One of the complaints frequently levelled at OTAs is that they’re unresponsive to requests for changes to bookings. Also, that it can be almost impossible to find any customer service agent to contact, but that’s not always so.


Joanna Myers, a retired biochemist from Sydney’s Bellevue Hill, recently booked a return Air India flight through eDreams, an online travel agency based in Barcelona. As soon as Myers made the booking she realised she hadn’t included her middle name. Since that name is listed in her passport, the name on her booking didn’t match, and there was a good chance she wouldn’t be boarding her flight.

She wrote to eDreams and a consultant told her they’d contacted Air India on her behalf but the airline refused to make the change. Myers then contacted Air India and an agent told her she’d have to cancel the booking and re-book under her correct name. But there was no guarantee she’d be able to book her ticket at the same price, nor that seats would even be available.

In a last-ditch effort, she wrote to the chief executive of eDreams and the game changed. Just a couple of days later Myers received a message asking her to forward a scan of her passport, and an e-ticket arrived with her names corrected. Myers was resourceful in sleuthing the email address of the CEO, otherwise the outcome would have been different.

Book through a bricks-and-mortar travel agent

Sitting down with a real live travel agent and discussing your flights inspires confidence. They can tell you what the options are and find the flights that work for you. For anyone who might not be confident making their own booking this is the way to go. Best of all, if anything goes wrong you have backup, but not all travel agents are created equal.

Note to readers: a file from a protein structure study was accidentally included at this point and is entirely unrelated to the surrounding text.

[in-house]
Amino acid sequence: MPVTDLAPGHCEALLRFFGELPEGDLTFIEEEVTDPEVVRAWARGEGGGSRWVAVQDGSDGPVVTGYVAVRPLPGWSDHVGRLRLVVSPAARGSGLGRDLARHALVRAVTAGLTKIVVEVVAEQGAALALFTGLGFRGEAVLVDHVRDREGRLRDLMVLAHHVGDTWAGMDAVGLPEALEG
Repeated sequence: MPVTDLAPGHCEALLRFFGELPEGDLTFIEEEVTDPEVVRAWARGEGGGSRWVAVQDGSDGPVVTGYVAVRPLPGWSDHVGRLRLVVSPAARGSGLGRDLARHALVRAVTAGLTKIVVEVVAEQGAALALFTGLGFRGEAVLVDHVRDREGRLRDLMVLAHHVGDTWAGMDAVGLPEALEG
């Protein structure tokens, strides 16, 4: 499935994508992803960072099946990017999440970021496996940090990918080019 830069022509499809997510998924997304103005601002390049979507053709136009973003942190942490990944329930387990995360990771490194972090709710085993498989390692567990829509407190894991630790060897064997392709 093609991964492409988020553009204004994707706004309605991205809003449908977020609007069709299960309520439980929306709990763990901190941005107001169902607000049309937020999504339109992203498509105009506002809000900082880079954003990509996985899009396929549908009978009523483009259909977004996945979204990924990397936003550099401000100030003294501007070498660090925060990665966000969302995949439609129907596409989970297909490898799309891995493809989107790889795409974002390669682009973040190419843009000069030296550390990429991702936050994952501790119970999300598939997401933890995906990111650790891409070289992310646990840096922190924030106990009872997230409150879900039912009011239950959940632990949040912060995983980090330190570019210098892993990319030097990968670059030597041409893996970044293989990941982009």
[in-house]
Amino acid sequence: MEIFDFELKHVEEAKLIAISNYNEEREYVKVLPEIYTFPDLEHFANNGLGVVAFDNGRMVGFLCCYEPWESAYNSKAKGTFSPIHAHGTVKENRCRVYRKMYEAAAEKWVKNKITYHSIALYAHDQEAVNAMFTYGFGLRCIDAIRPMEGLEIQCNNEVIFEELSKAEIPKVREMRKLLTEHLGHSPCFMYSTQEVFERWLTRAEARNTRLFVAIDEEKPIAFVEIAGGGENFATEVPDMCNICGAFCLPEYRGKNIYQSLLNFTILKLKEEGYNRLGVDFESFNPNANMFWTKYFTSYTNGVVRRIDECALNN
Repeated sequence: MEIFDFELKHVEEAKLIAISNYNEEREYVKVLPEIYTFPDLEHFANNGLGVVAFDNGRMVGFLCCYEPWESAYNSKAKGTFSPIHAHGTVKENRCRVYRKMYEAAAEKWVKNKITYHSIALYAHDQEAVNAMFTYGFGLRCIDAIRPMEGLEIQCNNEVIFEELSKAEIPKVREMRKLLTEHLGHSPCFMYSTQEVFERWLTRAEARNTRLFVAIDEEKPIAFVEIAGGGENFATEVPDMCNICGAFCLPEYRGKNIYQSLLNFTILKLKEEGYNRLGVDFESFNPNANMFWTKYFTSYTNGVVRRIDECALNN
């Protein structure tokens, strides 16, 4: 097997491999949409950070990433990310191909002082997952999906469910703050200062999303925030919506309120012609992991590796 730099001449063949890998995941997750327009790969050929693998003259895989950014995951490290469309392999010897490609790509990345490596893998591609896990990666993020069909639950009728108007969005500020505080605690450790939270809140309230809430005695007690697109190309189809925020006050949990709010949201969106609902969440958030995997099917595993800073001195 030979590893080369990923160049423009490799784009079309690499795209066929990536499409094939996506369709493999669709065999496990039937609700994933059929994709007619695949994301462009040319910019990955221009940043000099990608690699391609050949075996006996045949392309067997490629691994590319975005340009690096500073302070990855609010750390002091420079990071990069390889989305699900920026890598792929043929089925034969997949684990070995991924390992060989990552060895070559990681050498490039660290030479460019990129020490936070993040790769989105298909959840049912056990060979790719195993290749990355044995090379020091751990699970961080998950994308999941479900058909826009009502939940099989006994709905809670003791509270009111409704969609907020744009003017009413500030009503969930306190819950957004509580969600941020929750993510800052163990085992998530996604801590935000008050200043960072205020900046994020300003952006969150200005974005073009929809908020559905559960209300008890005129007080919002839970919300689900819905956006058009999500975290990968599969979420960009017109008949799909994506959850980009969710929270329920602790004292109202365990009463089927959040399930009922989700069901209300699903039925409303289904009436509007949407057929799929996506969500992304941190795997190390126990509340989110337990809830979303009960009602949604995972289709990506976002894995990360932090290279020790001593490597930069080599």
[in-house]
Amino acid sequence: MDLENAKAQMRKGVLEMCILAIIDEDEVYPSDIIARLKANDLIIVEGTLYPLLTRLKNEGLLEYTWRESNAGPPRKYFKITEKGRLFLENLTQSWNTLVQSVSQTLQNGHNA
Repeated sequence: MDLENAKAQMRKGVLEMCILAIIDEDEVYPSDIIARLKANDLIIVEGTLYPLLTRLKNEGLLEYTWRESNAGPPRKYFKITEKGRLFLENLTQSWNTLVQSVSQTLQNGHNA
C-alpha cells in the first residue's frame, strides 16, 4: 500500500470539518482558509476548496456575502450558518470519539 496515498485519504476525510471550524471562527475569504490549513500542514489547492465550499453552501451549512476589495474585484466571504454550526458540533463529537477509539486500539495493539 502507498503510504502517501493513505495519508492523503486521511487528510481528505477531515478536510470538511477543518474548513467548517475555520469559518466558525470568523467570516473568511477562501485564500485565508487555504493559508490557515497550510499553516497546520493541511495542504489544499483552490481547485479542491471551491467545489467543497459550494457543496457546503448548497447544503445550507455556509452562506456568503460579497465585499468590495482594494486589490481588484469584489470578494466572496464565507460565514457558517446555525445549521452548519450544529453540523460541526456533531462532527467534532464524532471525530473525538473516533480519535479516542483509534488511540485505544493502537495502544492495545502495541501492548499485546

The author found a business class fare to London, flying with Singapore Airlines and British Airways for $6000 less than what a travel agent had come up with.

The author found a business class fare to London, flying with Singapore Airlines and British Airways for $6000 less than what a travel agent had come up with.

Jane Inglis, a retired banker from Sydney’s Bondi Junction, asked her regular travel agency to book business class flights from Sydney to Tokyo and two weeks later, an onward ticket to London, returning to Sydney a month later. The agent came back with a quote for about $20,000. Inglis is a family friend and after some digging I booked her flights to Tokyo with Singapore Airlines, British Airways from Tokyo to London, returning with Singapore Airlines, all business class, for just under $14,000.

If I’m going to use a travel agent, I’ll do some research beforehand to find the flights and the airlines I want and a price I’m prepared to pay. If it costs a little more for the travel agents’ services, as far as I’m concerned that’s acceptable, the commission airlines pay to travel agents wouldn’t feed a hamster.

The DIY route


Confident? Know what you want and who you want to fly with? Then might as well make your own air travel bookings. That’s my choice. I pay for my air travel, it’s all work related and on a fixed schedule, therefore I don’t need flexibility and I’m happy making my own bookings.

My first port of call is an OTA to find out the best fare. If it’s a long-haul flight I’m looking for a premium economy seat on a quality airline such as Singapore Airlines, Japan Airlines or one of the Middle East carriers. A one-stop flight with a short connecting time gets a tick.

After I’ve narrowed it down to a single airline, the next stop is the airline’s own website and if the difference between their price and the OTA’s is within a couple of hundred dollars I’ll book with the airline.


By admin